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Samantha McCaughren: 'Coveney's pay hard to swallow as Greencore growth dries up'

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Greencore CEO Patrick Coveney’s pension is worth €315,000, which has raised eyebrows

Greencore CEO Patrick Coveney’s pension is worth €315,000, which has raised eyebrows

Greencore CEO Patrick Coveney’s pension is worth €315,000, which has raised eyebrows

Sandwich maker Greencore said last week it would look at its remuneration policy after a third of shareholders voted against its executive pay policy. This follows concerns raised by proxy advisers who flagged chief executive Patrick Coveney's pension contribution of 35pc of salary.

It is worth €315,000 and was described as "out of step" with the market's direction of travel.

"We engaged very proactively with our shareholders. We contacted about 70pc of them and we had dialogue with about 50pc, so it is good to see that the policy was actually approved," chairman Gary Kennedy said after last week's AGM.

This is not the first time shareholders have sent a message regarding pay to Greencore, however.

Back in 2017, four out of 10 Greencore shareholders voted to reject a new pay deal for Coveney and his executives.

In its pre-AGM note last month, proxy adviser ISS said that pay remained an issue.

"The overall positioning of fixed pay at Greencore remains an ongoing area of concern," it said.

After the vote last week, Kennedy said there was "a very definite message there". Let's see if the message gets though this time.

While a sizeable block of shareholders share in the ISS view of directors' pay at Greencore, a majority were happy to back the company.

Perhaps the performance of Greencore's share price has kept further dissatisfaction at bay.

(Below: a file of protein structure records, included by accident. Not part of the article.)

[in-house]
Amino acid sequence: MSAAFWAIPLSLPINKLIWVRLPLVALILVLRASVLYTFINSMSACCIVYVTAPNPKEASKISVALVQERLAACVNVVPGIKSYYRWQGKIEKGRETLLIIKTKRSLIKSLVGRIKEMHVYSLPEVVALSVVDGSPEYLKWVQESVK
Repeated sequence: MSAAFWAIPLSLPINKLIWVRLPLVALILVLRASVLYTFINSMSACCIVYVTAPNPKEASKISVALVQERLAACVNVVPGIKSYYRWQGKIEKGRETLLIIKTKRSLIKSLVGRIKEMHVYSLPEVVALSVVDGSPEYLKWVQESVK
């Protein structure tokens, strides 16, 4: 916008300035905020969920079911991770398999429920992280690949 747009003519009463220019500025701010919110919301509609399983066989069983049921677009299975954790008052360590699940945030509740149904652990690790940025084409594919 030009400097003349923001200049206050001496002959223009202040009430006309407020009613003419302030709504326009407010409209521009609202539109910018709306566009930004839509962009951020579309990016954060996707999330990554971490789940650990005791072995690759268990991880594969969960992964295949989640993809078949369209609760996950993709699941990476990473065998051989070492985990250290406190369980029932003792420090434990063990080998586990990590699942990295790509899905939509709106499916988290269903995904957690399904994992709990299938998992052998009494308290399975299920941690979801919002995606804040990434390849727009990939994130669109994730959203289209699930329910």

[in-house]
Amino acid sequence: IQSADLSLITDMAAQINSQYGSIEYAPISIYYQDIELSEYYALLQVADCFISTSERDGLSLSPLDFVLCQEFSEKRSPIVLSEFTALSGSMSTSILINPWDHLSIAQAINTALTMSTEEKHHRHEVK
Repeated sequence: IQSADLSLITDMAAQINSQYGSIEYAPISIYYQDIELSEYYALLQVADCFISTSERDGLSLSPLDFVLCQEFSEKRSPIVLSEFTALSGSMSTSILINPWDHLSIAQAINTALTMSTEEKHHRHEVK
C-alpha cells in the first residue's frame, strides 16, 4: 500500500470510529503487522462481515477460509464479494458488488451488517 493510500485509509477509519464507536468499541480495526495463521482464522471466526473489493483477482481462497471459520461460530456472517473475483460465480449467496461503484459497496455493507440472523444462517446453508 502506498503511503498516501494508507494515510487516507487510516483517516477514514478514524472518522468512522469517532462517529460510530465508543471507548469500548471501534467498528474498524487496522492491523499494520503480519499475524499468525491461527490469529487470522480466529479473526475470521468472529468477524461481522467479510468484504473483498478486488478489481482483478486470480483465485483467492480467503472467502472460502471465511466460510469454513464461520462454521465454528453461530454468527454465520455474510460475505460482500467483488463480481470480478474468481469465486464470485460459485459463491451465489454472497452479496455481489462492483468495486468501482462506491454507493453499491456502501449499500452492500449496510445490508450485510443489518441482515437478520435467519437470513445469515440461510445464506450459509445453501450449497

Last year, the company's shares were up around 50pc to close 2019 at £2.82 (€3.35), although they are now down to £2.40.

However, some in the investment community are questioning what comes next for Greencore and are unconvinced that a big growth story lies ahead.

The company has experienced significant strategic reversals, the most notable one being its withdrawal from the US. To date, management have come through unscathed.

Around half of Greencore's sales come from sandwiches, which is a maturing business. What it is now offering up is a broadening of its food-to-go portfolio.

This would see the company move into higher-growth areas such as salads, sushi, chilled snacking, breakfasts and hot food.

However, higher-value food is a fickle business. And Greencore will need new opportunities of scale.

Fads change. Greencore could strike it lucky by investing in food products with a long future ahead.

But the risk is that the company would gear up to supply products that go out of fashion.

There would also be supply chain challenges. For a basic sandwich, there is a very reliable, well-developed supply chain. Some of the more sophisticated food offerings, such as sushi, have a far more complex and risky supply chain.

If this food-to-go story isn't convincing enough, what is left behind? A steady sandwich business with limited growth potential isn't going to get equity investors terribly excited.

On the other hand, it could whet the appetite of private equity funds such as Lion Capital and Bain, which specialise in maturing food businesses.

A decision by Irish Life and Aviva to mark down their Irish commercial property funds last week was viewed as a potential red flag by some in the investment and financial services industry.

Although Irish Life brushed the move aside by saying that "the pricing basis of property funds can change from time to time", it certainly raised eyebrows among seasoned observers.

As I reported on Friday, the development was sparked by investors withdrawing from the funds, which means the funds are now operating on a disposal rather than acquisitions basis.

Aviva subsequently moved to stop investors from cashing in its property funds for six months.

The last time investors were stopped from withdrawing their money from such funds was at the height of the crash. In the UK, some funds last suspended withdrawals in 2016 after the Brexit vote.

The Irish funds had been seeing more money go out than come in. It was not just a handful of retail investors cashing in.

The increase in withdrawals was of enough scale to spark this action at both Aviva and Irish Life.

Many believe that prime Irish commercial property has a bright future ahead of it, given the strength of the Irish economy. But we must be aware that a growing number of investors, brokers and intermediaries believe Irish commercial property has topped out after eight years of strong growth.

Given Ireland's experiences with property over the past 15 years, it is imperative we are alert to changes such as this in the market - which many are hoping are just false alarms.

Sunday Indo Business